Council imposes limits on water use

Rainfall is 14 inches below normal

wells, reservoir at low level

Westminster

November 13, 2001|By Ellie Baublitz | Ellie Baublitz,SUN STAFF

The Westminster Common Council imposed water restrictions last night - effective immediately - that ban car washing and lawn watering until water sources in the city are replenished.

The annual rainfall total is almost 14 inches below normal, and officials are concerned about low water levels at the city's eight wells and its reservoir on Lucabaugh Mill Road, which is at 30 percent to 35 percent capacity.

The city's approval of water use restrictions should permit it to obtain the state Department of the Environment's permission to tap Hull Creek, behind TownMall of Westminster, as a water source, said Thomas Beyard, director of planning and public works. Tapping secondary water sources is prohibited unless a city first imposes water use restrictions.

"What this does is give us more flexibility to draw from other sources in the system, so we don't have to draw from the reservoir," Beyard said. "The state requires us to impose the restrictions in order to make withdrawals from other sites."

Under restrictions, customers:

May not water lawns.

May water gardens only with handheld watering cans or buckets. Trees and greens are limited to necessary watering only.

May not wash sidewalks, roads, driveways, patios, parking areas; or fill or top off pools; or operate ornamental fountains, including waterfalls and reflecting pools that do not recirculate water.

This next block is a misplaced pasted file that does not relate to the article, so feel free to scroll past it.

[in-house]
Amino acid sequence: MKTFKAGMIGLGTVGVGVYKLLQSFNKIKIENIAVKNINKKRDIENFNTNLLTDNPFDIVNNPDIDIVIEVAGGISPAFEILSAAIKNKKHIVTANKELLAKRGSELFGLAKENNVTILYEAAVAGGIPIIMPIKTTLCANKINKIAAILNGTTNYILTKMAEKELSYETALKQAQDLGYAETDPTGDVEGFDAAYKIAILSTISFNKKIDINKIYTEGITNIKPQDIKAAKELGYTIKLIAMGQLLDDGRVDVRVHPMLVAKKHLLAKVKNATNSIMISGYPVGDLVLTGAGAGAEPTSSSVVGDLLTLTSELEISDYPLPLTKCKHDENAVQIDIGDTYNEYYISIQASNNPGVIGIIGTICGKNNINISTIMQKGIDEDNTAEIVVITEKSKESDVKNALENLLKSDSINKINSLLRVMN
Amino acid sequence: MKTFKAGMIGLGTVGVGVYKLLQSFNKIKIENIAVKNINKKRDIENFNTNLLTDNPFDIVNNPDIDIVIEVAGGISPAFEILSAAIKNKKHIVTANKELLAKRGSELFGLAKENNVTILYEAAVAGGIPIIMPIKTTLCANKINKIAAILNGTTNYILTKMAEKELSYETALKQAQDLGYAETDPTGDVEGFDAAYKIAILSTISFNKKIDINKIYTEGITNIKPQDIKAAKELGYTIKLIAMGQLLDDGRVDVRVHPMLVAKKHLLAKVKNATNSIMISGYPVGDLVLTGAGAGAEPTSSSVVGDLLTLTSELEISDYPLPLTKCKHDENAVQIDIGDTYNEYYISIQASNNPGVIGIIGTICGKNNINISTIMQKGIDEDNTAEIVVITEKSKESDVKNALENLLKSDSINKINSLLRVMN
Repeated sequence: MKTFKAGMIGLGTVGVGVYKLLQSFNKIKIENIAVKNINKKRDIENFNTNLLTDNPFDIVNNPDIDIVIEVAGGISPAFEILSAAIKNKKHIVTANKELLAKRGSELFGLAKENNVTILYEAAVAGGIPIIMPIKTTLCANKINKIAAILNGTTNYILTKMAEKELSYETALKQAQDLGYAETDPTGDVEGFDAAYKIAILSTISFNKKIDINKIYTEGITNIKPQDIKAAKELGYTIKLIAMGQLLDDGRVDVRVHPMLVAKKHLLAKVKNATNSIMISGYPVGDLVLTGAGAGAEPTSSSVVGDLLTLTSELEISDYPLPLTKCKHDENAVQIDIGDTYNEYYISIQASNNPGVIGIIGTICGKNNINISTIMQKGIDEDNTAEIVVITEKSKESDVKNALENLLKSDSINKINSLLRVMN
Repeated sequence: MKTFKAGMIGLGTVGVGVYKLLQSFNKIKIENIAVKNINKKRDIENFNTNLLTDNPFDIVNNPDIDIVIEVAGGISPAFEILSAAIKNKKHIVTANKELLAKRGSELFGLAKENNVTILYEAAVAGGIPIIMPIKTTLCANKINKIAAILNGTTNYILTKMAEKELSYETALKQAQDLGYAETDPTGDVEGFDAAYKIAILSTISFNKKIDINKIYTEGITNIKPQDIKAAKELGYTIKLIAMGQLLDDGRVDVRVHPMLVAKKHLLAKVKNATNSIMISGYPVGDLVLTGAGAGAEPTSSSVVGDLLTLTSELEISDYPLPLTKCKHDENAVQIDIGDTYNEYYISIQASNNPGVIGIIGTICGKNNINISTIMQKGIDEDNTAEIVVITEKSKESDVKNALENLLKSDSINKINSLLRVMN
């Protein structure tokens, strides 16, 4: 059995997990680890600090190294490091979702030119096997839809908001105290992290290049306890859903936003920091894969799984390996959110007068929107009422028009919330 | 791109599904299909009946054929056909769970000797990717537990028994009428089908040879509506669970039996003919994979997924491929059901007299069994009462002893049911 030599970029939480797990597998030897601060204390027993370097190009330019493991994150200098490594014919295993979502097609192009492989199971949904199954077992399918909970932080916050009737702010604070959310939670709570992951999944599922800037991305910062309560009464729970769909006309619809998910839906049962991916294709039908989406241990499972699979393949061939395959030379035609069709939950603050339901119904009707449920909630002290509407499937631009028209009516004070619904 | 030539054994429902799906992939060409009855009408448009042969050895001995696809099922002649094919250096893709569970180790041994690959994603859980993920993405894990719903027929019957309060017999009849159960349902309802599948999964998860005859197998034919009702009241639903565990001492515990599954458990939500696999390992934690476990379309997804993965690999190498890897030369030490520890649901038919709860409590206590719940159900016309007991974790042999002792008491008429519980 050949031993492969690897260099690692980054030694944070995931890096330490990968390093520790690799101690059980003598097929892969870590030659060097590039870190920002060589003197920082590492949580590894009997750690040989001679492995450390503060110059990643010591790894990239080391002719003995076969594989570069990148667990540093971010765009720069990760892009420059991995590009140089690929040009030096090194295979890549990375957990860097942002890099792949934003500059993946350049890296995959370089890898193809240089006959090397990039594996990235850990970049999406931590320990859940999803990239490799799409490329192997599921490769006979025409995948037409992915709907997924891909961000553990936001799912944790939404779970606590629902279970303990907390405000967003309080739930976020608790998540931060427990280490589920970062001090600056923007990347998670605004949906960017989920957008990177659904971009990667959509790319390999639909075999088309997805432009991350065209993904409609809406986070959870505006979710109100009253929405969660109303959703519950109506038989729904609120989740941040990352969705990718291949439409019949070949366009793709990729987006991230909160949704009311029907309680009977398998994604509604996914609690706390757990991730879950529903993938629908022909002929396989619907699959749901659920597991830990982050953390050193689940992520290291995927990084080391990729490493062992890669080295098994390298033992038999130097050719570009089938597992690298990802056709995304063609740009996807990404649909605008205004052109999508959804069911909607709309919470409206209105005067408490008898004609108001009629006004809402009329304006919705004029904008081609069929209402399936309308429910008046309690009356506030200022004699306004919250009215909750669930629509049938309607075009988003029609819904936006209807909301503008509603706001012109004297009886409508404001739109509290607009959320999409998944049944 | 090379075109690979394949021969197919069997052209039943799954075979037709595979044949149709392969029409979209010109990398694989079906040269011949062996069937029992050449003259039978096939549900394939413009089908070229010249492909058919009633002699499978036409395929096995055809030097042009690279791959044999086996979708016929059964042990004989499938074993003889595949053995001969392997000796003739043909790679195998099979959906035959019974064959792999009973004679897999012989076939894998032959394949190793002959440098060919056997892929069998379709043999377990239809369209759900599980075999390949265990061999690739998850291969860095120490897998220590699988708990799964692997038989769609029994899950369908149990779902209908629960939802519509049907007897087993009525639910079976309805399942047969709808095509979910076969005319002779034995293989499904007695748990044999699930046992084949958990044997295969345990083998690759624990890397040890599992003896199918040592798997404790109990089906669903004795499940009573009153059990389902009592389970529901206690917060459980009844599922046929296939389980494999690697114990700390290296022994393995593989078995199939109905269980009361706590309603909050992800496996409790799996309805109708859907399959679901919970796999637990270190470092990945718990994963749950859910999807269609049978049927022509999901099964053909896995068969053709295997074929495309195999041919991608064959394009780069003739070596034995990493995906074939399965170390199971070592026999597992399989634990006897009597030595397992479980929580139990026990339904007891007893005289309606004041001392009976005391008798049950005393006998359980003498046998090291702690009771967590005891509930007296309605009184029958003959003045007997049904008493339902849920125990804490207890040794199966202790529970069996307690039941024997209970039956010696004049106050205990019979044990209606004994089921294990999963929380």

In addition:

Restaurants may not serve water unless it's requested.

Golf courses may be watered using syringe irrigation only.

Nurseries and landscaping companies must reduce usage by 10 percent.

Voluntary compliance of a 10 percent reduction in water usage by all business is encouraged.

No prohibitions were placed on agricultural irrigation.

The council voted to impose the restrictions after a presentation from Beyard and discussion.

The last time the city imposed a water ban was in summer 1999, and before that in 1991, Mayor Kevin E. Dayhoff said.

"I think it's important for people to understand the importance of the situation and voluntarily conserve water," said Councilman Gregory Pecoraro.

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